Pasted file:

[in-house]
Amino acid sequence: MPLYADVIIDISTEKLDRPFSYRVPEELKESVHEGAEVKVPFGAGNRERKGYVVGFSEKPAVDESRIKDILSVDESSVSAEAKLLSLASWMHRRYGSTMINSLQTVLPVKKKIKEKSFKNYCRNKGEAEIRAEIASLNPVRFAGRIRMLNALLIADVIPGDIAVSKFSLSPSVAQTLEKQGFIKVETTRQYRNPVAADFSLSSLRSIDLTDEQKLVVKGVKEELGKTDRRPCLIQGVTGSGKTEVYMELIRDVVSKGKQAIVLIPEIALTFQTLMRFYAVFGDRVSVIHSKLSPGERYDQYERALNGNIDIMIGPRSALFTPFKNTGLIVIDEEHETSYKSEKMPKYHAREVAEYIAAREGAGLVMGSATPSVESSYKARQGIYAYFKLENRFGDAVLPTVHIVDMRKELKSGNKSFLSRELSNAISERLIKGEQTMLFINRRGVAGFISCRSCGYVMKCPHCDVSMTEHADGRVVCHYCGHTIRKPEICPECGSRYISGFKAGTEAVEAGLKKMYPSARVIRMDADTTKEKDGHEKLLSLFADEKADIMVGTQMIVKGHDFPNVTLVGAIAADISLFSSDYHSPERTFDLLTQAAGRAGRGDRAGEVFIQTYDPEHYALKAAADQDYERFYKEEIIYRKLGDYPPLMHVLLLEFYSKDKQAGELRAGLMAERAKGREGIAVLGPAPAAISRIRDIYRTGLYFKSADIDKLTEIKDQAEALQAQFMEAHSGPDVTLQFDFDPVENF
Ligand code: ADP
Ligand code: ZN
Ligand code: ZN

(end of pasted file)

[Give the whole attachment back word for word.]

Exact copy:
[in-house]
Amino acid sequence: MPLYADVIIDISTEKLDRPFSYRVPEELKESVHEGAEVKVPFGAGNRERKGYVVGFSEKPAVDESRIKDILSVDESSVSAEAKLLSLASWMHRRYGSTMINSLQTVLPVKKKIKEKSFKNYCRNKGEAEIRAEIASLNPVRFAGRIRMLNALLIADVIPGDIAVSKFSLSPSVAQTLEKQGFIKVETTRQYRNPVAADFSLSSLRSIDLTDEQKLVVKGVKEELGKTDRRPCLIQGVTGSGKTEVYMELIRDVVSKGKQAIVLIPEIALTFQTLMRFYAVFGDRVSVIHSKLSPGERYDQYERALNGNIDIMIGPRSALFTPFKNTGLIVIDEEHETSYKSEKMPKYHAREVAEYIAAREGAGLVMGSATPSVESSYKARQGIYAYFKLENRFGDAVLPTVHIVDMRKELKSGNKSFLSRELSNAISERLIKGEQTMLFINRRGVAGFISCRSCGYVMKCPHCDVSMTEHADGRVVCHYCGHTIRKPEICPECGSRYISGFKAGTEAVEAGLKKMYPSARVIRMDADTTKEKDGHEKLLSLFADEKADIMVGTQMIVKGHDFPNVTLVGAIAADISLFSSDYHSPERTFDLLTQAAGRAGRGDRAGEVFIQTYDPEHYALKAAADQDYERFYKEEIIYRKLGDYPPLMHVLLLEFYSKDKQAGELRAGLMAERAKGREGIAVLGPAPAAISRIRDIYRTGLYFKSADIDKLTEIKDQAEALQAQFMEAHSGPDVTLQFDFDPVENF
Ligand code: ADP
Ligand code: ZN
Ligand code: ZN